That point of correct terminology noted, Jessica’s home would have been built to the federal standards established by the HUD Code for manufactured housing. Properly maintained, the home should be structurally sound – and her referenced remark aside, a secondary move may not be a problem, save for the cost. That cost of moving is a legitimate concern for many if not most manufactured homeowners who live in a land-lease community when faced with the type of eviction threat Quigley asserted.
Jessica and those like her are “all but forced to pay whatever price their landlords decide to charge,” wrote Quigley.
“Frank Rolfe, whose two hundred fifty mobile home parks make him one of the top five owners in the industry, boasts, “We’re like a Waffle House where everyone is chained to the booths.” Rolfe and his partner also operate Mobile Home University, which crows about the benefits of holding a gun to the head of park residents: “The fact that tenants can’t afford the $5,000 it costs to move a mobile home keeps revenues stable and makes it easy to raise rents without losing any occupancy,” the law professor stated. That partner of Rolfe’s is Dave Reynolds. They reportedly get financial support from private equity firms, as facts, evidence, and related insights from the reports linked below highlighted.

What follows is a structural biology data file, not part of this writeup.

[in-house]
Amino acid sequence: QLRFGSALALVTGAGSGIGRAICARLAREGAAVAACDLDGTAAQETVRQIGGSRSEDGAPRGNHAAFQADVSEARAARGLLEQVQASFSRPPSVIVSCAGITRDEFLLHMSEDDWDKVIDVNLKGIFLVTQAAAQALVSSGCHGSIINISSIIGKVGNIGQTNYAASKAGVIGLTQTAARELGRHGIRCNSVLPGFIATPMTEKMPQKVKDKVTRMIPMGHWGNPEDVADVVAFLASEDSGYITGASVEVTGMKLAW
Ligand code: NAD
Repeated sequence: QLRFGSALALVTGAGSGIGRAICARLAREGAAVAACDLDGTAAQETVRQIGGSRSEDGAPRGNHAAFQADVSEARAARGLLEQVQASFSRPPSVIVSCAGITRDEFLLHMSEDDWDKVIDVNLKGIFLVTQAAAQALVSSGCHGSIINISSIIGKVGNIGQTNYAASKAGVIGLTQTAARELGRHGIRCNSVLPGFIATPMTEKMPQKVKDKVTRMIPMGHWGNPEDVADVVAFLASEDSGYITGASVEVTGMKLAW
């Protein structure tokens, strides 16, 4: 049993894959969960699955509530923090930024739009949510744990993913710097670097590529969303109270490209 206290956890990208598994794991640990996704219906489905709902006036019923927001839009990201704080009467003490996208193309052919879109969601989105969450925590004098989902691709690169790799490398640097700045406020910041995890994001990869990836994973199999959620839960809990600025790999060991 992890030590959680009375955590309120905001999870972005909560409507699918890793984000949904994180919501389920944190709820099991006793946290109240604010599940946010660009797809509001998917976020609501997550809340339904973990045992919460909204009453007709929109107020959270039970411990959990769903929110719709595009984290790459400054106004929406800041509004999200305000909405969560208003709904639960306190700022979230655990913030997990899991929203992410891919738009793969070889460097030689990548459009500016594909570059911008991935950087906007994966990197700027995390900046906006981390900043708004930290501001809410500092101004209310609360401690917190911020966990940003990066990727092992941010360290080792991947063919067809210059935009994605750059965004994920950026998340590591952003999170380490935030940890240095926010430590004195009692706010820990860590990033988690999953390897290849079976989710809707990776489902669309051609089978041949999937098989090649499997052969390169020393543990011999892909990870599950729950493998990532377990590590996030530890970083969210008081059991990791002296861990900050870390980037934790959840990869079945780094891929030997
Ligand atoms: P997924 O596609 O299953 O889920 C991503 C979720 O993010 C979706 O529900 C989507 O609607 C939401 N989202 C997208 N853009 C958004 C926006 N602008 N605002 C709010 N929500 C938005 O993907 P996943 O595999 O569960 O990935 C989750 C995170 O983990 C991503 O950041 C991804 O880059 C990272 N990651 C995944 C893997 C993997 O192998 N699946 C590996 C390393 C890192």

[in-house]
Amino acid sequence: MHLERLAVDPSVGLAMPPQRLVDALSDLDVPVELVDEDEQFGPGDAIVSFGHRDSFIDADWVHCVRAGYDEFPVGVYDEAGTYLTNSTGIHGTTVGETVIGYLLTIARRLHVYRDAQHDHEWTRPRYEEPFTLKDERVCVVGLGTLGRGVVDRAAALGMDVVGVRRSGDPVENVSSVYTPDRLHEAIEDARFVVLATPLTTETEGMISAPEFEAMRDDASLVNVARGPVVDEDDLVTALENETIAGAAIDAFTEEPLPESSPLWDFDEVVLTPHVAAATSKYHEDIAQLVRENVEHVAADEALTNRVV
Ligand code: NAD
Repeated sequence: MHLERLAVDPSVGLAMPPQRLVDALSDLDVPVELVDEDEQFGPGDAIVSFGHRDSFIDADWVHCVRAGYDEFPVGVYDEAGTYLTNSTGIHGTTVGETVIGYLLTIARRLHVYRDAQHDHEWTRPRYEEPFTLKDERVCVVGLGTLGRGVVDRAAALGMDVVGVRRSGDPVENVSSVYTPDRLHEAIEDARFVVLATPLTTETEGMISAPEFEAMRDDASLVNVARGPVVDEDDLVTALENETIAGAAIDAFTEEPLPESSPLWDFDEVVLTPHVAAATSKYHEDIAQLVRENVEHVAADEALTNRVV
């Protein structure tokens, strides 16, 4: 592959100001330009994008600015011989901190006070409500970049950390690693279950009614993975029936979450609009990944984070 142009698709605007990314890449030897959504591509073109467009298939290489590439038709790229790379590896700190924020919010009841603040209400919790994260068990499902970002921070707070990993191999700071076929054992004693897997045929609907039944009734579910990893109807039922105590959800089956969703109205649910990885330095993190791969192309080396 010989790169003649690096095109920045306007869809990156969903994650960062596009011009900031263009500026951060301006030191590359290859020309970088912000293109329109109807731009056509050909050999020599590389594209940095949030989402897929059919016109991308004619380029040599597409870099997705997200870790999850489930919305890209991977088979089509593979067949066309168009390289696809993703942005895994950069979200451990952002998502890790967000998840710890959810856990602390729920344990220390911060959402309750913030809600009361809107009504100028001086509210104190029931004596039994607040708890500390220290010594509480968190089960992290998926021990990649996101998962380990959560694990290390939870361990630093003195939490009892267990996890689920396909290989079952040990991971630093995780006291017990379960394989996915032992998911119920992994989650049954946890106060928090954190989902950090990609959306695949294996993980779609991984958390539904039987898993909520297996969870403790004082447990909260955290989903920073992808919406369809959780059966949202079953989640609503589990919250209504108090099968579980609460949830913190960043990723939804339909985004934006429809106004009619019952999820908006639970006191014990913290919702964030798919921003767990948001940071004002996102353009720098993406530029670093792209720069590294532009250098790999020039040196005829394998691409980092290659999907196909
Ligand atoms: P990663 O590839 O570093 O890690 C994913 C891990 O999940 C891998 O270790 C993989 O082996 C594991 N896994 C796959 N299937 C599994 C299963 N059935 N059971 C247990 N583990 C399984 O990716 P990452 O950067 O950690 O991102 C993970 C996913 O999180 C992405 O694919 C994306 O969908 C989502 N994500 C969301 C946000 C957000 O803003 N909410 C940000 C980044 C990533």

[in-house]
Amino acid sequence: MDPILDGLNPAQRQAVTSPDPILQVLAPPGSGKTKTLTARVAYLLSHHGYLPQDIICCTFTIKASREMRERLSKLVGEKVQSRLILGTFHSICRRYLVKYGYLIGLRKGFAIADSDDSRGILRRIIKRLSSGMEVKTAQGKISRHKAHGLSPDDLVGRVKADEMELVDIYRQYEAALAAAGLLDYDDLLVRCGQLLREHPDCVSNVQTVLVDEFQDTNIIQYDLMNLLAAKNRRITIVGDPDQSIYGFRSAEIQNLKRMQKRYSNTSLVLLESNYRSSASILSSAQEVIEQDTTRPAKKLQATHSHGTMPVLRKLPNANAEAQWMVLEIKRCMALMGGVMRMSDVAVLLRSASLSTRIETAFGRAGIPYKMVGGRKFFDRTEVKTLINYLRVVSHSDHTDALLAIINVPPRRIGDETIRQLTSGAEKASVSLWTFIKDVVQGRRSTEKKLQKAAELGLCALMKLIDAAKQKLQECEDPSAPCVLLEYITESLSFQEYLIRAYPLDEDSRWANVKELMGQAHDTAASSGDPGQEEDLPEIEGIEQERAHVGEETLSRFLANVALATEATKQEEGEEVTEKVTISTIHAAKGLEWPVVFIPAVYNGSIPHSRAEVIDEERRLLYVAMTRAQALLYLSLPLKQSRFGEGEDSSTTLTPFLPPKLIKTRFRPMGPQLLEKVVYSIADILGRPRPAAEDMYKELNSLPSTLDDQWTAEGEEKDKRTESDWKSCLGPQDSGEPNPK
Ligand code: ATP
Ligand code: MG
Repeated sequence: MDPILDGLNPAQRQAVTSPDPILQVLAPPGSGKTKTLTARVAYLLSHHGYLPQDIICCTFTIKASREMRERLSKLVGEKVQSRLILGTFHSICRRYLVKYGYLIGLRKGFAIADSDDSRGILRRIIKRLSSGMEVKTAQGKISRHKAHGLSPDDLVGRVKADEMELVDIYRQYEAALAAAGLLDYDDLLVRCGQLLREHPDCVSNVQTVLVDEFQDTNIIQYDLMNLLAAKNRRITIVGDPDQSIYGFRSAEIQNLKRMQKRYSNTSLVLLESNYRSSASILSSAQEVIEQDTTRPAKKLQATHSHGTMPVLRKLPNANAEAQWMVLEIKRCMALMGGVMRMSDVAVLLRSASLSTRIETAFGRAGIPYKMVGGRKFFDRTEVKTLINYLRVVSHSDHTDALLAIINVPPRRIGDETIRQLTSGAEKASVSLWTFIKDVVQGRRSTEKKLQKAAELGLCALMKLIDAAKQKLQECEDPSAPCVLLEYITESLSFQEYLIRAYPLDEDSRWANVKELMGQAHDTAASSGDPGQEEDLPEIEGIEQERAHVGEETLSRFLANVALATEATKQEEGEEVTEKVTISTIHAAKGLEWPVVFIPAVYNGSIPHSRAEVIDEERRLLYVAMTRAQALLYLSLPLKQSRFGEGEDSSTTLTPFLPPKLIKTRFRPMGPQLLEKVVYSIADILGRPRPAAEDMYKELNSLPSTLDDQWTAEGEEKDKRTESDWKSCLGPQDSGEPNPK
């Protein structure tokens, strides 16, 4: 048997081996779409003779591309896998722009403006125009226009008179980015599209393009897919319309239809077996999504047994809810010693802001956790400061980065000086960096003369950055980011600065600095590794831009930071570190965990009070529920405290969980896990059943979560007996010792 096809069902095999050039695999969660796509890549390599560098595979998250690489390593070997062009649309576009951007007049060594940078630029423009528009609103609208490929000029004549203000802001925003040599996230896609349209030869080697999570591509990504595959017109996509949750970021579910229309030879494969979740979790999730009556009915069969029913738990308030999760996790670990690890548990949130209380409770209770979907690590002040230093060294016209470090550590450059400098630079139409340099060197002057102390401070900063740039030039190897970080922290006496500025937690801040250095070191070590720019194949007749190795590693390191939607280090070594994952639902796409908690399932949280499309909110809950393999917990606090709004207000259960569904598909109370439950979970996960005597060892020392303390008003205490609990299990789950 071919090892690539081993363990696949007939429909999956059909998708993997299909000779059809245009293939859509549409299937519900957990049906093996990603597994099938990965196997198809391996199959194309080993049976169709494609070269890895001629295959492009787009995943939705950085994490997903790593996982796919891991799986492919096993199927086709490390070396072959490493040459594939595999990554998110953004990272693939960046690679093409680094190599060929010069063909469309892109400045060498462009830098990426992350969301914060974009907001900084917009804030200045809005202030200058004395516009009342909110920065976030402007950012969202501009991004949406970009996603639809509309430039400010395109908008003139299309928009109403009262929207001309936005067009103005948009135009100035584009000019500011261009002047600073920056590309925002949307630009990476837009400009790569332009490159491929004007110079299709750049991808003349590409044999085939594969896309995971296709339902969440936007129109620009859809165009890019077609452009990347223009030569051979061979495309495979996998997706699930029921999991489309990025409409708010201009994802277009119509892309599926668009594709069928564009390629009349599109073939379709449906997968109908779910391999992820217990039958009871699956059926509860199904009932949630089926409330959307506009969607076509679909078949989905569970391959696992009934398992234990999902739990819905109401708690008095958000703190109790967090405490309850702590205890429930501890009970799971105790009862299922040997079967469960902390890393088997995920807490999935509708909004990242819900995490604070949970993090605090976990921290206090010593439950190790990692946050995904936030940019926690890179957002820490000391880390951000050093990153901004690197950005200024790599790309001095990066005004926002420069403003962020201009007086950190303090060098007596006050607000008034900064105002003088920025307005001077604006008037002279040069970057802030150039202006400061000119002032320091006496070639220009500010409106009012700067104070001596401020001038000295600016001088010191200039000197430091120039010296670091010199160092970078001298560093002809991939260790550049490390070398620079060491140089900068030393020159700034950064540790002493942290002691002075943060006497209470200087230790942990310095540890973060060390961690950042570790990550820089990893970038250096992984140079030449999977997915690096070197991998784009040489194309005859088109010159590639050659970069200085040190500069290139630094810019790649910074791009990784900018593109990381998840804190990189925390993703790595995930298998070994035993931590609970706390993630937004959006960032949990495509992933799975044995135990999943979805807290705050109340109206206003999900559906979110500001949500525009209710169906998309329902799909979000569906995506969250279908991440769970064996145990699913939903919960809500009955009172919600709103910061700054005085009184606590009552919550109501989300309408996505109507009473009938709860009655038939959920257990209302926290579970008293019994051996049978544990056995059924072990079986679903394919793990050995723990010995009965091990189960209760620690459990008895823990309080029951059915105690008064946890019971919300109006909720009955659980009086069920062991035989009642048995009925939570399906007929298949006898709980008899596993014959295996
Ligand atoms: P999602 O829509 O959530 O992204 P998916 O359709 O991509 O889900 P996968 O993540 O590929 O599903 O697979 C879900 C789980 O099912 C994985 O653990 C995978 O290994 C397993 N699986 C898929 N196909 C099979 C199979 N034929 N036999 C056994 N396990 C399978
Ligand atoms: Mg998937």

Making the Case-Why Mobile Home Univ, Impact Communities, Strive Communities-Frank Rolfe, Dave Reynolds Should Be New Manufactured Housing Institute Leaders – The View On Predatory, Deceptive, and Illegal Behavior That Dims Manufactured Home Living
“Predatory” RHP Properties CEO Ross Partrich Announces Dozens of New Manufactured Home Communities Bought, Unpacking RHP, Sun’s Shiffman, ELS’ Nader, Frank Rolfe, Resident Leader Tim Sheahan Statements – News Analysis
The post on the law professor’s Substack and the Jacobin continues like this.